Diversity in the workplace is widely accepted as being of huge benefit to both businesses and consumers. But while many companies have embraced the concept of building teams that include people from different genders, ethnicities, religions, sexualities and disabilities, some employment experts believe the practice of diversity in the workplace still hasn't fully included those with neurological conditions such as autism. In other words, many workforces have yet to become neurodiverse.

Neurodiversity is a relatively new term for those with autism as well as other conditions such as dyslexia, dyspraxia, dyscalculia and ADHD. According to The National Autistic Society, there are around 700,000 people on the autism spectrum in the UK - the equivalent of more than 1 in 100. But only 16% of adults with autism are in full-time paid employment in Great Britain. This compares with 47% of disabled people and 80% of non-disabled people.

A lifelong developmental disability, autism affects how you communicate with and relate to others, as well as how you experience the world around you; everyone on the spectrum has difficulties with social interaction, social communication and social imagination, explains the National Autistic Society.

But in a guide to employing people with autism the charity argues many have much to offer the workplace, including skills and abilities that can benefit a diverse team. Indeed, some believe famous figures in history may have been on the autism spectrum, including Albert Einstein, Sir Isaac Newton, Mozart, Michelangelo and Charles Darwin.

Tasks and skills

The National Autistic Society suggests some people with autism may also excel in particular tasks and have above-average skills in some of all the following areas:

  1. Problem-solving skills and attention to detail
    People with autism tend to prefer logical and structured approaches to their work, and often think in a very visual way. They may enjoy problem solving and can bring new ideas and take fresh approaches to their job
  2. High levels of concentration
    People with autism may often find focusing on detailed work rewarding, and can tend to work persistently and without being distracted, paying great attention to detail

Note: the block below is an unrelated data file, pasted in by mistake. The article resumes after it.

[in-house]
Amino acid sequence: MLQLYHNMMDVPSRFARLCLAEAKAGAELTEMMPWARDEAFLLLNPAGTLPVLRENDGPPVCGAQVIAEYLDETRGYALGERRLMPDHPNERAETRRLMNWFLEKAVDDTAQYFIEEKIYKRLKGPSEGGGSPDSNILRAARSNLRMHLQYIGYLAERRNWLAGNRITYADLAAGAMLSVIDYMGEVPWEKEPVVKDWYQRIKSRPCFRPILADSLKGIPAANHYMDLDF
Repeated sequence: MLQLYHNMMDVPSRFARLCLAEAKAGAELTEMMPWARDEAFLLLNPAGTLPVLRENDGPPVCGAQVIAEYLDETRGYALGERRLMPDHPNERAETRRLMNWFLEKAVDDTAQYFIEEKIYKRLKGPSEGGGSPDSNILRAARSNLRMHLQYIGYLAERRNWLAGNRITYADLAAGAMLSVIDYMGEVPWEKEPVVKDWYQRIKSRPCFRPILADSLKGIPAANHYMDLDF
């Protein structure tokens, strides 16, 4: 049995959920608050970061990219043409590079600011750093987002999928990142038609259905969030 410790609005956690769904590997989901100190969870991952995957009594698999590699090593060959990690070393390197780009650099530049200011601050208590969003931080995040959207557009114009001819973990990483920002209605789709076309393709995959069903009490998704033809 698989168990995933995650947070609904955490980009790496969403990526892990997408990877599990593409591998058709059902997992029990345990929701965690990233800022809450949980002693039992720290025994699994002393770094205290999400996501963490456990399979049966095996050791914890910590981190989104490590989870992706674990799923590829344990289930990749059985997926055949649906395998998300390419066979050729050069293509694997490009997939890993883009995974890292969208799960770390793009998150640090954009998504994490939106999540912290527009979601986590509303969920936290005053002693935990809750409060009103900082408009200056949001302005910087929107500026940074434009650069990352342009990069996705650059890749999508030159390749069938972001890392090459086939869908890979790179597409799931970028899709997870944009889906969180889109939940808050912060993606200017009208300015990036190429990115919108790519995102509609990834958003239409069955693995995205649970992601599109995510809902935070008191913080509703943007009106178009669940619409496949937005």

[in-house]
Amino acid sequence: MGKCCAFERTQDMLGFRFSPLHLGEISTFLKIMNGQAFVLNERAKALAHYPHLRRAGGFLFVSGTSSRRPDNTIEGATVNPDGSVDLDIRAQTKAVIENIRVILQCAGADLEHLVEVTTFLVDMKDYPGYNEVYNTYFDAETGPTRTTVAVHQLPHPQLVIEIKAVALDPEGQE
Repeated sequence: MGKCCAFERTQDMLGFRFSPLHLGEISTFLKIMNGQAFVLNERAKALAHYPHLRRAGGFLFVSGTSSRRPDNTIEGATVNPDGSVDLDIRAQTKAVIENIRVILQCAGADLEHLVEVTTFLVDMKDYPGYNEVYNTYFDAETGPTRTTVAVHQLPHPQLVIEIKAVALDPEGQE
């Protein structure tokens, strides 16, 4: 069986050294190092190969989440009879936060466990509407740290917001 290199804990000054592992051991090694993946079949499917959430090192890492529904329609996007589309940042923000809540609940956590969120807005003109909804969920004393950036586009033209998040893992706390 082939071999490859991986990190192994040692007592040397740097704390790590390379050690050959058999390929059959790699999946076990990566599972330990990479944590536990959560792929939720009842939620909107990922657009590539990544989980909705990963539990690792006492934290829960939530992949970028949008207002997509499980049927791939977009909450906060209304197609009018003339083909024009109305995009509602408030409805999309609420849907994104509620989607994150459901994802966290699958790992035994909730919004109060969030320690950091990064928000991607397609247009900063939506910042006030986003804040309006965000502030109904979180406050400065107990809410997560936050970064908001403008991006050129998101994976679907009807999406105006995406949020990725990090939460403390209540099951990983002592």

3. Reliability and loyalty
    People on the autism spectrum can be very conscientious and committed to their work, often with good levels of punctuality, honesty and integrity. For example, employers say they notice that absenteeism is lower
  4. Technical ability and specialist skills and interests such as in IT
    People with autism may develop highly specialist interests and skills, which can be very valuable in the workplace
  5. Detailed factual knowledge and an excellent memory
    People with autism may develop highly specialist interests, which will mean that they develop very detailed factual knowledge in that area
  6. Retention
    People with autism have a preference for routine and once settled in a job will often stay in that role considerably longer than others
  7. Resourcefulness
    People with autism may also have had to find ways to overcome challenges and so can be resourceful

Benefits of having a neurodiverse workforce

The potential benefits of having a neurodiverse workforce, according to the Advisory, Conciliation and Arbitration Service (ACAS), include creativity, lateral thinking, bringing a different perspective, development of highly specialised skills and consistency once tasks are mastered. Businesses, says ACAS, may even have competitive advantages by having employees who think differently.

Chartered Psychologist Nancy Doyle, in an article for ACAS, further suggests that innovative thinking has become an indispensable business asset, and that many neurodiverse people are at the forefront of innovative thinking. "A person with autism could be an excellent analyst, in law, finance or IT perhaps," she says.

Meanwhile the National Autistic Society claims many people with autism have a variety of skills that may help them thrive in roles ranging from sales assistant to computer programmer and journalist to statistician, to name a few. The society's employment service Prospects has also reported supporting people with autism into many types of jobs, including the following:

  • Librarian
  • School science technician
  • Community Support Officer
  • IT support
  • Software tester
  • Business analyst
  • Data analyst
  • Visual merchandiser
  • Traffic warden

Changing attitudes to workplace diversity

The good news is that an increasing number of employers - including large companies such as Microsoft, the BBC and multinational software firm SAP - are actively recruiting neurodiverse people for the skills they bring to the table. And according to the National Autistic Society's employment training manager Emma Jones, the benefits to businesses are clear: a recent HR magazine article quotes Emma as saying: "It's anecdotal but we've found that lots of organisations find their productivity increases if an autistic person is in the right role."

For lots more about autism in the workplace, including information for employers and details of how to assess your office's autism-friendliness, visit the National Autistic Society's website. The website also offers valuable support to adults with autism who are looking for work as well as information for autistic people in work.

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